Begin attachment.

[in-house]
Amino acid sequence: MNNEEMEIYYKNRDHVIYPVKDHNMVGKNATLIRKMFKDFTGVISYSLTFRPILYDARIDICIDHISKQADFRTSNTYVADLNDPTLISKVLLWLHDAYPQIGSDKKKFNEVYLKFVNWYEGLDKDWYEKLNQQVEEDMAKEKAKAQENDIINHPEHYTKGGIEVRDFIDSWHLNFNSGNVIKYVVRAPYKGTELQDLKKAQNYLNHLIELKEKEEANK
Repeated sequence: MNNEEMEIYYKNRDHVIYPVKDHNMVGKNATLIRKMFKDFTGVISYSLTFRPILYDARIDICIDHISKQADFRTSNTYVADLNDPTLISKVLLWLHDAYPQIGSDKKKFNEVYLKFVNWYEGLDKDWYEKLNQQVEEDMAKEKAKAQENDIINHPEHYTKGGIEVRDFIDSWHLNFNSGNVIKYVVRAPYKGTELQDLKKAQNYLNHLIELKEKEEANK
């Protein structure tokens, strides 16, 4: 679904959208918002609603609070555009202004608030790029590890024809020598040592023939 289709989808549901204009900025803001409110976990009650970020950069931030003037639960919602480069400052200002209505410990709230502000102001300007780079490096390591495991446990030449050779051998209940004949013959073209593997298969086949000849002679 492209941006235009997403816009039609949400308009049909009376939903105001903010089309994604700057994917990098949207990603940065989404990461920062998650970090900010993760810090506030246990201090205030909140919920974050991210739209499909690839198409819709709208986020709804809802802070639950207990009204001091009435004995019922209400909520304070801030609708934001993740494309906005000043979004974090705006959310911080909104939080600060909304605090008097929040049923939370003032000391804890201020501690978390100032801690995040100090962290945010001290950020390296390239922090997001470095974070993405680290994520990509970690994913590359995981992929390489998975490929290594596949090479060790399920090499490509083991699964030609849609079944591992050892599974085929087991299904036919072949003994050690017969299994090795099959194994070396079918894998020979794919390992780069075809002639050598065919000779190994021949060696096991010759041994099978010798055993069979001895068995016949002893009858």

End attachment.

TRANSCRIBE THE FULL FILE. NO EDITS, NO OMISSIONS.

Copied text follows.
[in-house]
Amino acid sequence: MNNEEMEIYYKNRDHVIYPVKDHNMVGKNATLIRKMFKDFTGVISYSLTFRPILYDARIDICIDHISKQADFRTSNTYVADLNDPTLISKVLLWLHDAYPQIGSDKKKFNEVYLKFVNWYEGLDKDWYEKLNQQVEEDMAKEKAKAQENDIINHPEHYTKGGIEVRDFIDSWHLNFNSGNVIKYVVRAPYKGTELQDLKKAQNYLNHLIELKEKEEANK
Repeated sequence: MNNEEMEIYYKNRDHVIYPVKDHNMVGKNATLIRKMFKDFTGVISYSLTFRPILYDARIDICIDHISKQADFRTSNTYVADLNDPTLISKVLLWLHDAYPQIGSDKKKFNEVYLKFVNWYEGLDKDWYEKLNQQVEEDMAKEKAKAQENDIINHPEHYTKGGIEVRDFIDSWHLNFNSGNVIKYVVRAPYKGTELQDLKKAQNYLNHLIELKEKEEANK
């Protein structure tokens, strides 16, 4: 679904959208918002609603609070555009202004608030790029590890024809020598040592023939 289709989808549901204009900025803001409110976990009650970020950069931030003037639960919602480069400052200002209505410990709230502000102001300007780079490096390591495991446990030449050779051998209940004949013959073209593997298969086949000849002679 492209941006235009997403816009039609949400308009049909009376939903105001903010089309994604700057994917990098949207990603940065989404990461920062998650970090900010993760810090506030246990201090205030909140919920974050991210739209499909690839198409819709709208986020709804809802802070639950207990009204001091009435004995019922209400909520304070801030609708934001993740494309906005000043979004974090705006959310911080909104939080600060909304605090008097929040049923939370003032000391804890201020501690978390100032801690995040100090962290945010001290950020390296390239922090997001470095974070993405680290994520990509970690994913590359995981992929390489998975490929290594596949090479060790399920090499490509083991699964030609849609079944591992050892599974085929087991299904036919072949003994050690017969299994090795099959194994070396079918894998020979794919390992780069075809002639050598065919000779190994021949060696096991010759041994099978010798055993069979001895068995016949002893009858």